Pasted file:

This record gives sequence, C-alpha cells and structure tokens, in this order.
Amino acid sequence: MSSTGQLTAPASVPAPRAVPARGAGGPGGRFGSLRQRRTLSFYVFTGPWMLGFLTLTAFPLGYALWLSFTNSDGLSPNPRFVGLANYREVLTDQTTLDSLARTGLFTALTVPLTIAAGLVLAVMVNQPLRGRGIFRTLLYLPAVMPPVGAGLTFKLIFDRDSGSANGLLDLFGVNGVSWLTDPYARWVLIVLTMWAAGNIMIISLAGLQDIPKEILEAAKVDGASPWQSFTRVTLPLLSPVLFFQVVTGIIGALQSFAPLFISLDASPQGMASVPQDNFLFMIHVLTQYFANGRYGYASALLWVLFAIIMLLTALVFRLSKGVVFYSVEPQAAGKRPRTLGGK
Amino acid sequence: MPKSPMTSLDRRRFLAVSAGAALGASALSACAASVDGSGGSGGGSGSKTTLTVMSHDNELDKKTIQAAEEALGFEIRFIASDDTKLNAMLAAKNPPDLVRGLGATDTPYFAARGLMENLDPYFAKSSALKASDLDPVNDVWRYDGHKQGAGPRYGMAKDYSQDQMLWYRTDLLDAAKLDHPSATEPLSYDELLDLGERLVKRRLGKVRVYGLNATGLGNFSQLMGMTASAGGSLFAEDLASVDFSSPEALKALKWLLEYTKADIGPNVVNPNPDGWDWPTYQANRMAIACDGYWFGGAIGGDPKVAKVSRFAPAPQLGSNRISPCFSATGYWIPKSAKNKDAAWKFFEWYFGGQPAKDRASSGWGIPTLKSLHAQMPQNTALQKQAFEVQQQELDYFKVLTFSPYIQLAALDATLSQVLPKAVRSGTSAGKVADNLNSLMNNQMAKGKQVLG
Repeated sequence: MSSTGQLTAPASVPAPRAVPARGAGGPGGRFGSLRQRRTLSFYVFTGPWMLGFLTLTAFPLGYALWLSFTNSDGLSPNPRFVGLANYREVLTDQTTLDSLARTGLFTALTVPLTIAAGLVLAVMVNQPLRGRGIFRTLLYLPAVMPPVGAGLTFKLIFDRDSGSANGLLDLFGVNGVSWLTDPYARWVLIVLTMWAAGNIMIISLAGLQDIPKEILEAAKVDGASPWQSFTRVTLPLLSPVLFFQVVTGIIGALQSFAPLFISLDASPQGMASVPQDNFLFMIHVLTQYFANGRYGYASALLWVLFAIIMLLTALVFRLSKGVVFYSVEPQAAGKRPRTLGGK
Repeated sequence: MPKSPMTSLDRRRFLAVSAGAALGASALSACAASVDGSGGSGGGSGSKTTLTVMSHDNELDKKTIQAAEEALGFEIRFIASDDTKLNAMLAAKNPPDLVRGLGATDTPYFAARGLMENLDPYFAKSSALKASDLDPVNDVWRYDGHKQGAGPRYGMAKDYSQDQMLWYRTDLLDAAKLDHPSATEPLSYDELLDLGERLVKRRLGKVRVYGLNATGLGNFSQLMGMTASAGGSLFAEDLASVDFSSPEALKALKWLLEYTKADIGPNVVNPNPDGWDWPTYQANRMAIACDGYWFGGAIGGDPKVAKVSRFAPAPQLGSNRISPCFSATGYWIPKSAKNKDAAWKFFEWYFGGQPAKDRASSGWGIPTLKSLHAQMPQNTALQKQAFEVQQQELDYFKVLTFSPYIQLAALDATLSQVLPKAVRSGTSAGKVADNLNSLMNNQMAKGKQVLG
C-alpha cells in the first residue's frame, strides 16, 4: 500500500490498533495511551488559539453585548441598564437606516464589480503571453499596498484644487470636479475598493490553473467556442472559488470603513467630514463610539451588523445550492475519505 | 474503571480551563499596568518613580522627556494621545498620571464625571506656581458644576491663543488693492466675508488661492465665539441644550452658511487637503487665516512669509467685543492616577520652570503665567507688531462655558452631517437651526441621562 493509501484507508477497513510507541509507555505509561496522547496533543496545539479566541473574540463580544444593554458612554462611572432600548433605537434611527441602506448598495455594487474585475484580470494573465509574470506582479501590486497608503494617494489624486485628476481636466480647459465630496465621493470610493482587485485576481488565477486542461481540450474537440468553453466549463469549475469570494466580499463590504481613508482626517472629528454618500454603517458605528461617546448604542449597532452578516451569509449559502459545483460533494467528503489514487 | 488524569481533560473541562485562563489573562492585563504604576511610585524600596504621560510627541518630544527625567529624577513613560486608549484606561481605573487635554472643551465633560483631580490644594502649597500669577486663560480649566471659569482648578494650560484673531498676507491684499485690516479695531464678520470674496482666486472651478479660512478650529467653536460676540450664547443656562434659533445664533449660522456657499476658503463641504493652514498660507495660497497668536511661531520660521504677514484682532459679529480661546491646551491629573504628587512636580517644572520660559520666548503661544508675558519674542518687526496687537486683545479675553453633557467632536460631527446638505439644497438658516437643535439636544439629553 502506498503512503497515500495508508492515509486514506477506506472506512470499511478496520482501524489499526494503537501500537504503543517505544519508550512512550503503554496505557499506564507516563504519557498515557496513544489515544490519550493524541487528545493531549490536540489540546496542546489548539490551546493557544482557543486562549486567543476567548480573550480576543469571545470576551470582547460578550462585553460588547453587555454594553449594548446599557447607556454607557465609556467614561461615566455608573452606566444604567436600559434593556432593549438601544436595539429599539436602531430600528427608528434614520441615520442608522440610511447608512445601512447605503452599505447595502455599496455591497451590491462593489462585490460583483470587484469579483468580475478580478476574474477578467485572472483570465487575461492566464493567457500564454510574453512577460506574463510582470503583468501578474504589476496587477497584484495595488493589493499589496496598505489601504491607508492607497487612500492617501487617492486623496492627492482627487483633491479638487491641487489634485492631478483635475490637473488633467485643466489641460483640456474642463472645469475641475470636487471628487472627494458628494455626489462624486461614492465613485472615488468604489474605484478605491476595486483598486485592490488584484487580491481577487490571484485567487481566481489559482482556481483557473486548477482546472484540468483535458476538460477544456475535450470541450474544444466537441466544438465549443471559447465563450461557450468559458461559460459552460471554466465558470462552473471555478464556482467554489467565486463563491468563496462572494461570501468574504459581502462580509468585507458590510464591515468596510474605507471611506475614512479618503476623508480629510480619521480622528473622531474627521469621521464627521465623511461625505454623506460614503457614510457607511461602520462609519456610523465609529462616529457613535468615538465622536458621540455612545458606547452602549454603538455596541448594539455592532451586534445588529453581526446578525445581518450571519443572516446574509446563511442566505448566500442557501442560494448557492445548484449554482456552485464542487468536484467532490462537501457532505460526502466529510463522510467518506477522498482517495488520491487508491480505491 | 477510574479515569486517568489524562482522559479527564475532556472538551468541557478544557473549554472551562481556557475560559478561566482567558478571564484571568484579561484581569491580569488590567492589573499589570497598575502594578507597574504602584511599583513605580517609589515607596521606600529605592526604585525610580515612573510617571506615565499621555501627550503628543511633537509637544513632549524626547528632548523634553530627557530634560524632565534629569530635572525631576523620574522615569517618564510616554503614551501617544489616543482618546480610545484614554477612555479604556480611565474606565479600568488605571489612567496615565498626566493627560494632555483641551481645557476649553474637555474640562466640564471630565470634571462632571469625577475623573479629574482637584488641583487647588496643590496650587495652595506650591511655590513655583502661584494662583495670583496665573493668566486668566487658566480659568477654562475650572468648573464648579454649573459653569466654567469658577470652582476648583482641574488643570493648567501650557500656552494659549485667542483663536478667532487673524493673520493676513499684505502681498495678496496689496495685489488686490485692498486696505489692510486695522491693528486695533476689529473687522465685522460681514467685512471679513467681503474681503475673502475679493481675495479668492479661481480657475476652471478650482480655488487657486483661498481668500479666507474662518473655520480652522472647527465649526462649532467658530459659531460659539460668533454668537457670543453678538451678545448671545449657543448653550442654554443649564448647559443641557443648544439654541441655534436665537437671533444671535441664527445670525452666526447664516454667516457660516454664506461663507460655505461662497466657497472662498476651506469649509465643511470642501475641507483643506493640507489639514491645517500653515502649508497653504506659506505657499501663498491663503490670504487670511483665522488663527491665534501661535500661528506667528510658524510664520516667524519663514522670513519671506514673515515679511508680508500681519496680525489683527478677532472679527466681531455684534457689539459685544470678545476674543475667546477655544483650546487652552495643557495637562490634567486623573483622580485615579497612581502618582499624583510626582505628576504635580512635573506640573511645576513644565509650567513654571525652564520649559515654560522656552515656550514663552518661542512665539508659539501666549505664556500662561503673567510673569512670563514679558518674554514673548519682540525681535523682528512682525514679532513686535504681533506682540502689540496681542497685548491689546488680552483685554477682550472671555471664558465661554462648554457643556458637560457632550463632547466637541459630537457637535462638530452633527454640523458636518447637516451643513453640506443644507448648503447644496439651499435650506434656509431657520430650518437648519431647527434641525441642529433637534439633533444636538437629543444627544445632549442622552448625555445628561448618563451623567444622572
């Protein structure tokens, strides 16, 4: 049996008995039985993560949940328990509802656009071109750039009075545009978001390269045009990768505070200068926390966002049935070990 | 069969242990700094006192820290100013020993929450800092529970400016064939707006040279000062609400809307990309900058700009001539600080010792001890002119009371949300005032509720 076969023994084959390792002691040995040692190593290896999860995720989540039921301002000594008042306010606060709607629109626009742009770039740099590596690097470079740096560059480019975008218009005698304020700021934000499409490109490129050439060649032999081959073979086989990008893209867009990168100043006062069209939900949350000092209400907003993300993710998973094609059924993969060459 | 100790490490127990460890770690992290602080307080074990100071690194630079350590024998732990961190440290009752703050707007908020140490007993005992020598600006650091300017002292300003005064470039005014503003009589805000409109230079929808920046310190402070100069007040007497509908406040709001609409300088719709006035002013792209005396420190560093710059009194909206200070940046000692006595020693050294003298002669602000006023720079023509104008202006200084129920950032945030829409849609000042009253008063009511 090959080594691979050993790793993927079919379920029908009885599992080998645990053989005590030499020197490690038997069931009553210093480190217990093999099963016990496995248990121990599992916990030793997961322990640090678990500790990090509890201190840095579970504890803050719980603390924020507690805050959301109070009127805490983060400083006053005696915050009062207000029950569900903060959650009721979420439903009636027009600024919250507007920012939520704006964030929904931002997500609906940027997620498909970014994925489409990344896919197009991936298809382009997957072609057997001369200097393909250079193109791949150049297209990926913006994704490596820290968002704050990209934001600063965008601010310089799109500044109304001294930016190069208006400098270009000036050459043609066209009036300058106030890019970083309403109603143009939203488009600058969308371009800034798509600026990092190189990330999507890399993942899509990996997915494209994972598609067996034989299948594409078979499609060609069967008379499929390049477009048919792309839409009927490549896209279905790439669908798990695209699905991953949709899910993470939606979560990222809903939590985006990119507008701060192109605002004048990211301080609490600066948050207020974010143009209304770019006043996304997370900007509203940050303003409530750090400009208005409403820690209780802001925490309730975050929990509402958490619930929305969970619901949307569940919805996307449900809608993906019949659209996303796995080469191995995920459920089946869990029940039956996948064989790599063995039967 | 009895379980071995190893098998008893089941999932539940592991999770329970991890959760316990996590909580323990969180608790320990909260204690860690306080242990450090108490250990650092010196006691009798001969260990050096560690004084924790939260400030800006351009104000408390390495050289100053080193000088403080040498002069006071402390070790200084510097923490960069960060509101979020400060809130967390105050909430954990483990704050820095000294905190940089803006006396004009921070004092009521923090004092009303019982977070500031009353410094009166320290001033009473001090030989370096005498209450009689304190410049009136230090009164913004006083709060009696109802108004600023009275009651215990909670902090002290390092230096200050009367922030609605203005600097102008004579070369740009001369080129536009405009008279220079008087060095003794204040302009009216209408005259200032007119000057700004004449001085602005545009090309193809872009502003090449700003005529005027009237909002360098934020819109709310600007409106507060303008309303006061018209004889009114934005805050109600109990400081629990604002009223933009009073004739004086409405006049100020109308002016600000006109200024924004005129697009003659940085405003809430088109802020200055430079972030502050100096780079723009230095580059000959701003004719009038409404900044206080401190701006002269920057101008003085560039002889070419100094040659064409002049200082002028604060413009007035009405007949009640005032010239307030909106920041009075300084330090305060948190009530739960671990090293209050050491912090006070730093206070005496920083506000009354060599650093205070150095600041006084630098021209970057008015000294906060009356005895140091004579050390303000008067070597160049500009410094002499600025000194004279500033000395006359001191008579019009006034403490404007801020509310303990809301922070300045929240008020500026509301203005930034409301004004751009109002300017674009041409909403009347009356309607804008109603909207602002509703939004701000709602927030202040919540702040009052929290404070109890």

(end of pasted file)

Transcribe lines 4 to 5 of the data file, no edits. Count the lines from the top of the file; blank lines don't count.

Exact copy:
Repeated sequence: MSSTGQLTAPASVPAPRAVPARGAGGPGGRFGSLRQRRTLSFYVFTGPWMLGFLTLTAFPLGYALWLSFTNSDGLSPNPRFVGLANYREVLTDQTTLDSLARTGLFTALTVPLTIAAGLVLAVMVNQPLRGRGIFRTLLYLPAVMPPVGAGLTFKLIFDRDSGSANGLLDLFGVNGVSWLTDPYARWVLIVLTMWAAGNIMIISLAGLQDIPKEILEAAKVDGASPWQSFTRVTLPLLSPVLFFQVVTGIIGALQSFAPLFISLDASPQGMASVPQDNFLFMIHVLTQYFANGRYGYASALLWVLFAIIMLLTALVFRLSKGVVFYSVEPQAAGKRPRTLGGK
Repeated sequence: MPKSPMTSLDRRRFLAVSAGAALGASALSACAASVDGSGGSGGGSGSKTTLTVMSHDNELDKKTIQAAEEALGFEIRFIASDDTKLNAMLAAKNPPDLVRGLGATDTPYFAARGLMENLDPYFAKSSALKASDLDPVNDVWRYDGHKQGAGPRYGMAKDYSQDQMLWYRTDLLDAAKLDHPSATEPLSYDELLDLGERLVKRRLGKVRVYGLNATGLGNFSQLMGMTASAGGSLFAEDLASVDFSSPEALKALKWLLEYTKADIGPNVVNPNPDGWDWPTYQANRMAIACDGYWFGGAIGGDPKVAKVSRFAPAPQLGSNRISPCFSATGYWIPKSAKNKDAAWKFFEWYFGGQPAKDRASSGWGIPTLKSLHAQMPQNTALQKQAFEVQQQELDYFKVLTFSPYIQLAALDATLSQVLPKAVRSGTSAGKVADNLNSLMNNQMAKGKQVLG